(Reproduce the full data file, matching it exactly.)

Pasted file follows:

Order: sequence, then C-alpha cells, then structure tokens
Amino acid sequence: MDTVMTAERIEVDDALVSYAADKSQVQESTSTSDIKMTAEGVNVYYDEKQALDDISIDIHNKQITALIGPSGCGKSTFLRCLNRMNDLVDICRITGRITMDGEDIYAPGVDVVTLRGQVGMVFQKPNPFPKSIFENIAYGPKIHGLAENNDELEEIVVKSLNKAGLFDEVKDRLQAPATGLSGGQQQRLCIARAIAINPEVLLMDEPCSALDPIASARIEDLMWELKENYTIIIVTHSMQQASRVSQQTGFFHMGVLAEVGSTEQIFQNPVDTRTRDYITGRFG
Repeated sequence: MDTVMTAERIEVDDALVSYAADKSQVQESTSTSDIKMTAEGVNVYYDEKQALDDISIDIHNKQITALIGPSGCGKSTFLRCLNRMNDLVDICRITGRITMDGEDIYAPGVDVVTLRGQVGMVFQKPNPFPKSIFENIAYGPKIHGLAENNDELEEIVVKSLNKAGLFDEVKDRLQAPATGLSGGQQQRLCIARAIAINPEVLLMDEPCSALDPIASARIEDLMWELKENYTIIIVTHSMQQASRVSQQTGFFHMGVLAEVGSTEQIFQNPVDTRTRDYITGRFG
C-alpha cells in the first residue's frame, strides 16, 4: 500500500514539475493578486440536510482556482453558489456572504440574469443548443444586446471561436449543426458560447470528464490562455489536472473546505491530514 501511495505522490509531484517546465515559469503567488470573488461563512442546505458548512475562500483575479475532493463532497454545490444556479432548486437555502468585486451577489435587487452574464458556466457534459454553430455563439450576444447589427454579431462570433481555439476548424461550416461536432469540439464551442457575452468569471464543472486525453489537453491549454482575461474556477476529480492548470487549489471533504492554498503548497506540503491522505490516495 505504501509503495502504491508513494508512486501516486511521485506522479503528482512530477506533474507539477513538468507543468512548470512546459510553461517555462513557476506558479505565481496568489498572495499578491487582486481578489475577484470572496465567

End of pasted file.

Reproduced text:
Order: sequence, then C-alpha cells, then structure tokens
Amino acid sequence: MDTVMTAERIEVDDALVSYAADKSQVQESTSTSDIKMTAEGVNVYYDEKQALDDISIDIHNKQITALIGPSGCGKSTFLRCLNRMNDLVDICRITGRITMDGEDIYAPGVDVVTLRGQVGMVFQKPNPFPKSIFENIAYGPKIHGLAENNDELEEIVVKSLNKAGLFDEVKDRLQAPATGLSGGQQQRLCIARAIAINPEVLLMDEPCSALDPIASARIEDLMWELKENYTIIIVTHSMQQASRVSQQTGFFHMGVLAEVGSTEQIFQNPVDTRTRDYITGRFG
Repeated sequence: MDTVMTAERIEVDDALVSYAADKSQVQESTSTSDIKMTAEGVNVYYDEKQALDDISIDIHNKQITALIGPSGCGKSTFLRCLNRMNDLVDICRITGRITMDGEDIYAPGVDVVTLRGQVGMVFQKPNPFPKSIFENIAYGPKIHGLAENNDELEEIVVKSLNKAGLFDEVKDRLQAPATGLSGGQQQRLCIARAIAINPEVLLMDEPCSALDPIASARIEDLMWELKENYTIIIVTHSMQQASRVSQQTGFFHMGVLAEVGSTEQIFQNPVDTRTRDYITGRFG
C-alpha cells in the first residue's frame, strides 16, 4: 500500500514539475493578486440536510482556482453558489456572504440574469443548443444586446471561436449543426458560447470528464490562455489536472473546505491530514 501511495505522490509531484517546465515559469503567488470573488461563512442546505458548512475562500483575479475532493463532497454545490444556479432548486437555502468585486451577489435587487452574464458556466457534459454553430455563439450576444447589427454579431462570433481555439476548424461550416461536432469540439464551442457575452468569471464543472486525453489537453491549454482575461474556477476529480492548470487549489471533504492554498503548497506540503491522505490516495 505504501509503495502504491508513494508512486501516486511521485506522479503528482512530477506533474507539477513538468507543468512548470512546459510553461517555462513557476506558479505565481496568489498572495499578491487582486481578489475577484470572496465567